The Wise Woman of Abel Beth Maacah

In a world dominated by men, and at a time that saw Israel’s greatest monarch—King David himself—rule over the land and assert his dominance over any and all who might challenge him, it was a woman—a Wise Woman—in the town of Abel Beth Maacah who stood up, stared down the commander of David’s army, […]

Dangling Assyriology
How I studied the Neo-Babylonian Inscription of Nabonidus 300 feet above the ground ... and lived to tell about it! By Rocío Da Riva

In the sixth century B.C.E., the Neo-Babylonian king Nabonidus inscribed imperial propaganda on a cliff at Sela, a mountain fortress in modern Jordan. Assyriologist Rocío Da Riva goes to great heights to study this hard-to-reach inscription.

Digs 2019: A Day in the Life

When the alarm clock blares at 4 a.m., it’s time to get up and start the dig day. Join BAR Editor Robert R. Cargill in his trademark tie-dye shirt as he walks you through a typical day in the life of an archaeological dig participant. It’s always grueling but never dull. And find out what excavation opportunities are available in the Holy Land this summer!

Inside the Huqoq Synagogue

Season after season, archaeologists have uncovered stunning mosaics at Huqoq’s synagogue in Galilee. From Biblical scenes to the first historical episode ever found in a synagogue, the mosaics’ themes never cease to amaze and surprise. Join us on a tour of the Huqoq synagogue—with its vivid mosaics and much more!

Resurrecting Easter: Hunting for the Original Resurrection Image

All of the main events in Jesus’s life are directly described in the New Testament— except for the Resurrection. This central event happens off-screen and is not directly witnessed. As a result, early Christians created two very different depictions of this moment. Join the Crossans as they hunt for the earliest images of Jesus’s resurrection—and attempt to resurrect the original Easter vision.

Zenon’s Flour: Grains of Truth from Tel Kedesh

Ancient documents abound with obscure terminology. Even the names for such staples as wheat can evade modern attempts to match them with the wheat strains cultivated in the ancient world. Grain remains excavated at Tel Kedesh in northern Israel may finally shed light on some of the elusive wheats that appear in the famed Zenon Archive from the third century B.C.E.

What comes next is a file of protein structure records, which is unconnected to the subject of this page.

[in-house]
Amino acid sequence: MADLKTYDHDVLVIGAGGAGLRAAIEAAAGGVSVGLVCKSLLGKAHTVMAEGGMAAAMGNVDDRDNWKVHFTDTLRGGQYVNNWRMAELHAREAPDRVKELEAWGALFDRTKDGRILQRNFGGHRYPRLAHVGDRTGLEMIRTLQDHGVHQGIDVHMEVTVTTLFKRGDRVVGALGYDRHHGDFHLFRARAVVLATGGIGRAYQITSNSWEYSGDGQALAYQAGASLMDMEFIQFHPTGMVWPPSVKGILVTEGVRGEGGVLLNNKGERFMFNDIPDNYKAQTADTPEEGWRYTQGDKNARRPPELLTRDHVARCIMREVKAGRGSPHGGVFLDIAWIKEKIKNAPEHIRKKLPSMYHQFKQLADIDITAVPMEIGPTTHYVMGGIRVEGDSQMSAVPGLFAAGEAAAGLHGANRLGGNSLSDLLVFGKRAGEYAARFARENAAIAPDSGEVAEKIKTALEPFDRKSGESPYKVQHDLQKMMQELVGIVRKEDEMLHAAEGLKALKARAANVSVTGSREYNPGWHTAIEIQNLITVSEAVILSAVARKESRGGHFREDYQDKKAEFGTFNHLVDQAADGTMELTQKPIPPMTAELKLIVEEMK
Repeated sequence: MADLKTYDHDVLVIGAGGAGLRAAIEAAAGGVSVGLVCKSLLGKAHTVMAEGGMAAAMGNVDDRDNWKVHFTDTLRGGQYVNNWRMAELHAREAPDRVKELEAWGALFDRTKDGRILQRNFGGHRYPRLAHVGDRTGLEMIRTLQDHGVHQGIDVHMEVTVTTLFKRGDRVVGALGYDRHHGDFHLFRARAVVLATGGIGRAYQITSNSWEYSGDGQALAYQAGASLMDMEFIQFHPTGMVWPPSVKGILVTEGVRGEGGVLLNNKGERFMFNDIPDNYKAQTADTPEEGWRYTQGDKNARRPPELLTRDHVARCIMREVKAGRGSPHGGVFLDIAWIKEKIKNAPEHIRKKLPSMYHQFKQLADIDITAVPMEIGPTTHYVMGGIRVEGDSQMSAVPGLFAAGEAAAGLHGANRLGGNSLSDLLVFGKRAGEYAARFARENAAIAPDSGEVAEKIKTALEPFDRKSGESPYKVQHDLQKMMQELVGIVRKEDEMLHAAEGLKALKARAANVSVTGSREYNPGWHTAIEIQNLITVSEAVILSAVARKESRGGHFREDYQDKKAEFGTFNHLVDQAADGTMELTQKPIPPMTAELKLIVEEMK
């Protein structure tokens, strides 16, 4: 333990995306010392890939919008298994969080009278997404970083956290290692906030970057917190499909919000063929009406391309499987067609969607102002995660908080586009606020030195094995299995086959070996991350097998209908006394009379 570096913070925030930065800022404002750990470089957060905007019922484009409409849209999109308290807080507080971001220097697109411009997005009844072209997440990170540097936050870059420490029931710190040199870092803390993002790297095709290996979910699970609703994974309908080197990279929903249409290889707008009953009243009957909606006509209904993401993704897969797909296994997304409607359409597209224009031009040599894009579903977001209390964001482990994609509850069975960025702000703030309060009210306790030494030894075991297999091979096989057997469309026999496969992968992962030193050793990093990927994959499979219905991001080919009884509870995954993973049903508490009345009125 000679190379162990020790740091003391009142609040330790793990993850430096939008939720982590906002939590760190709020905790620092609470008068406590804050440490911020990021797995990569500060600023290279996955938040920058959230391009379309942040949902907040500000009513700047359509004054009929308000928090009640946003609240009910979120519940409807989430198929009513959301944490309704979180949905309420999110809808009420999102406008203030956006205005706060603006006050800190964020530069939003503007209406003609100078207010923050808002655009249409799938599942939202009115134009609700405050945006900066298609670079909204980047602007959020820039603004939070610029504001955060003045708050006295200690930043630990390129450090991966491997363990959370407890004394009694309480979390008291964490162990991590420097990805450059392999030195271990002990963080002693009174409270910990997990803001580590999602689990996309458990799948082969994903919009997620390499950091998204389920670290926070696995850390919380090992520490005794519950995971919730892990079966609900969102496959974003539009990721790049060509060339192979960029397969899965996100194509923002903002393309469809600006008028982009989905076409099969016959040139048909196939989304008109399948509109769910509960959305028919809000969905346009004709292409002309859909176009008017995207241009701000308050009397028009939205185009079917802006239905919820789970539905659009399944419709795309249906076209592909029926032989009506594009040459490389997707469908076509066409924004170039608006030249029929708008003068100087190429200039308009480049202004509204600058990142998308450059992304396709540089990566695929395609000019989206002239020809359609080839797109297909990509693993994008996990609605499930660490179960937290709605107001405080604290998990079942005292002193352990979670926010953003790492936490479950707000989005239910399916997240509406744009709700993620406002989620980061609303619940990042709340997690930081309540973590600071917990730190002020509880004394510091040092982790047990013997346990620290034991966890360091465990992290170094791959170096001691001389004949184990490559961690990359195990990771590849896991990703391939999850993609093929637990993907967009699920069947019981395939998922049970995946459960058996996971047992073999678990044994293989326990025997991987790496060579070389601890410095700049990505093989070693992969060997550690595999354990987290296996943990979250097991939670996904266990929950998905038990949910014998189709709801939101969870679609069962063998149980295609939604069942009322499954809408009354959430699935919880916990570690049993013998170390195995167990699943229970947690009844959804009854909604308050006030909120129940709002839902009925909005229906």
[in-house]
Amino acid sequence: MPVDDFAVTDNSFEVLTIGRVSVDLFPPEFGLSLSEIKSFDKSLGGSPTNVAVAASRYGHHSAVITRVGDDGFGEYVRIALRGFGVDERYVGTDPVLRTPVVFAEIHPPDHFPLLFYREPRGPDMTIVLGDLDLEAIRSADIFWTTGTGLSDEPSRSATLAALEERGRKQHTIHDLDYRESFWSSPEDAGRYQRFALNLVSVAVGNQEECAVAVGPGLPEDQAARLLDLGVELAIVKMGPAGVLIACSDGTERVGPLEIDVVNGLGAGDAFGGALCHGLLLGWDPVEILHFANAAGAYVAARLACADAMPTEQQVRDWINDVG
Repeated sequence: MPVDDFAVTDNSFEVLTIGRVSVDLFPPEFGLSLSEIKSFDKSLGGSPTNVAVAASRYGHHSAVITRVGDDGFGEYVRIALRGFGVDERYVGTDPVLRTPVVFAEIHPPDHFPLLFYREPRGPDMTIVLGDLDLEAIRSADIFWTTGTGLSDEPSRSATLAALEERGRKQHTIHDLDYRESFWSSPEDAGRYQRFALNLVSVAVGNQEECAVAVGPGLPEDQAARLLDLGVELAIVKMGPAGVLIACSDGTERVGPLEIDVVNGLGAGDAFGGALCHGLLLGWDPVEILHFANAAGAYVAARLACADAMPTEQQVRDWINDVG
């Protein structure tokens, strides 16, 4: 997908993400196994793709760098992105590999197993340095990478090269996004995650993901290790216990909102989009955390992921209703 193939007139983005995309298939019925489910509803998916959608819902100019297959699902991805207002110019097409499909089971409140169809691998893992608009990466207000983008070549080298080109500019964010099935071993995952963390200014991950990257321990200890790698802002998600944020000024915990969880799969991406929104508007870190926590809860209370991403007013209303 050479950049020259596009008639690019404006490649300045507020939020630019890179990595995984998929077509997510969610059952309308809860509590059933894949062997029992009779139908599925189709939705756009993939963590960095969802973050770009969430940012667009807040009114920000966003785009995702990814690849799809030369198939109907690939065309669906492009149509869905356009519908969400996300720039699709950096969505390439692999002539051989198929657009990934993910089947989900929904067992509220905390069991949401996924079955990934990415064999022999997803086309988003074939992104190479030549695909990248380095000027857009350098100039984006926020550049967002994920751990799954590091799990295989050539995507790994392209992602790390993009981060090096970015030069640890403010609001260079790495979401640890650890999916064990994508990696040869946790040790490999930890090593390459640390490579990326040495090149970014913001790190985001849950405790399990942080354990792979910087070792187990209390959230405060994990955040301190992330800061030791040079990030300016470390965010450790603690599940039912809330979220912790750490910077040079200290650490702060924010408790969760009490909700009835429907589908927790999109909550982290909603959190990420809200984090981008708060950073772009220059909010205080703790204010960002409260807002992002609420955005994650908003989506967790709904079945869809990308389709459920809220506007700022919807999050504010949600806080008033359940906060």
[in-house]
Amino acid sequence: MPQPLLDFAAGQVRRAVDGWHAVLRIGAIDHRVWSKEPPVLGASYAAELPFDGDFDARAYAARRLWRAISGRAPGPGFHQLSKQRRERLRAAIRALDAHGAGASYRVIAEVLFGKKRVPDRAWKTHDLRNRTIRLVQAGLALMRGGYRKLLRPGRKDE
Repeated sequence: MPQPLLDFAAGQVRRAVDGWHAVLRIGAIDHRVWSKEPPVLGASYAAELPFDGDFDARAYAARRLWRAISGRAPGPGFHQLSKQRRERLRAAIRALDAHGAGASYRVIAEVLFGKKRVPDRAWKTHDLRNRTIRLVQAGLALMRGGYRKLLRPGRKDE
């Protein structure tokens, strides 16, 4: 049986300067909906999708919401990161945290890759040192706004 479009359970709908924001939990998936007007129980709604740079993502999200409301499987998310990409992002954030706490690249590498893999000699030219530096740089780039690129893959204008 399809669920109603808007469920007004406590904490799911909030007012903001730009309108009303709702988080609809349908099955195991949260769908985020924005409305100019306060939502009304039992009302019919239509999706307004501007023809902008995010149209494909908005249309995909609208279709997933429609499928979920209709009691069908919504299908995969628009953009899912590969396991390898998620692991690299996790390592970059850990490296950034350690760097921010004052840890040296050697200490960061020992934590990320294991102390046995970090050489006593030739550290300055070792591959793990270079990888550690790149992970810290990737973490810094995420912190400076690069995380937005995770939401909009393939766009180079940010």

Artistic Influences in Synagogue Mosaics: Putting the Huqoq Synagogue in Context

How do the mosaics from Huqoq’s synagogue compare to mosaics from other Late Roman synagogues in Galilee and throughout the Mediterranean world? Their similarities and differences reveal cultural and artistic trends from this period.

Biblical Archaeology 101: The Ancient Diet of Roman Palestine

What did people eat in Roman Palestine? Milk and honey? Olive oil and wine? Food historian Susan Weingarten takes readers on a culinary adventure through historical and archaeological remains to reconstruct the diet of the average person in Roman Palestine.

Reimagining Herod’s Royal Portico

“It is deserving of mention more than any other under the sun.” This is how the Jewish historian Flavius Josephus describes Jerusalem’s Royal Portico in his Jewish Antiquities (15.412). Built along the southern flank of the Temple Mount, the Royal Portico, also known as the Royal Stoa, was one of King Herod’s most ambitious […]

Searching for Portraits of King Herod

What did King Herod look like? Join classical archaeologists Ralf Krumeich and Achim Lichtenberger as they search for the king’s portraits throughout the ancient Mediterranean world. Their discoveries illuminate aspects of Herod’s rule and how he chose to depict himself.

From Pets to Physicians: Dogs in the Biblical World

What roles did dogs play in the Biblical world? A survey of dogs’ portrayals in ancient Near Eastern and Mediterranean cultures shows that far from being perceived as “unclean,” dogs served as companions, guard dogs, sheep dogs, hunters, and—surprisingly—physicians. These diverse roles inform our understanding of the famous parable of the Rich Man and Lazarus (Luke 16:19–31).

Purity and Impurity in Iron Age Israel

Purification practices of ancient Israelite society before the introduction of mikva’ot remain largely unexplored. Recent excavations at Tel ‘Eton, in the southeastern Shephelah, yielded rich data on household life and practices in the tenth through the eighth centuries B.C.E. A large four-room house at Tel ‘Eton offers a rare glimpse of how Iron Age Israelites coped with the issues of ritual impurity, and it enables the author to reconstruct the purification ritual.

A Rare Torah in the Library of Congress